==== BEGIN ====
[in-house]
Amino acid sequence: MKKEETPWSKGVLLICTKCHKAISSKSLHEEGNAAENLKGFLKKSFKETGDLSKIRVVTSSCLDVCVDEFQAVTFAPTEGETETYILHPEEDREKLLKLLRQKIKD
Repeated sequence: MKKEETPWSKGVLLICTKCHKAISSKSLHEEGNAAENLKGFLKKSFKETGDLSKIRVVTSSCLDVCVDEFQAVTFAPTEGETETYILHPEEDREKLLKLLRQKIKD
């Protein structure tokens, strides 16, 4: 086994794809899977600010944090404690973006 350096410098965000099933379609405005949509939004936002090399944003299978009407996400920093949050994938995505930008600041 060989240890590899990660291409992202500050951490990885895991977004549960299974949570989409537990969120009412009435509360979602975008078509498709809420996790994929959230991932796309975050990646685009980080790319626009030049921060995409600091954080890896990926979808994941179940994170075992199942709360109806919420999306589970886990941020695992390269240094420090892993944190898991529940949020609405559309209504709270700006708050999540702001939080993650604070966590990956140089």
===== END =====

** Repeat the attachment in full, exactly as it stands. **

[in-house]
Amino acid sequence: MKKEETPWSKGVLLICTKCHKAISSKSLHEEGNAAENLKGFLKKSFKETGDLSKIRVVTSSCLDVCVDEFQAVTFAPTEGETETYILHPEEDREKLLKLLRQKIKD
Repeated sequence: MKKEETPWSKGVLLICTKCHKAISSKSLHEEGNAAENLKGFLKKSFKETGDLSKIRVVTSSCLDVCVDEFQAVTFAPTEGETETYILHPEEDREKLLKLLRQKIKD
């Protein structure tokens, strides 16, 4: 086994794809899977600010944090404690973006 350096410098965000099933379609405005949509939004936002090399944003299978009407996400920093949050994938995505930008600041 060989240890590899990660291409992202500050951490990885895991977004549960299974949570989409537990969120009412009435509360979602975008078509498709809420996790994929959230991932796309975050990646685009980080790319626009030049921060995409600091954080890896990926979808994941179940994170075992199942709360109806919420999306589970886990941020695992390269240094420090892993944190898991529940949020609405559309209504709270700006708050999540702001939080993650604070966590990956140089």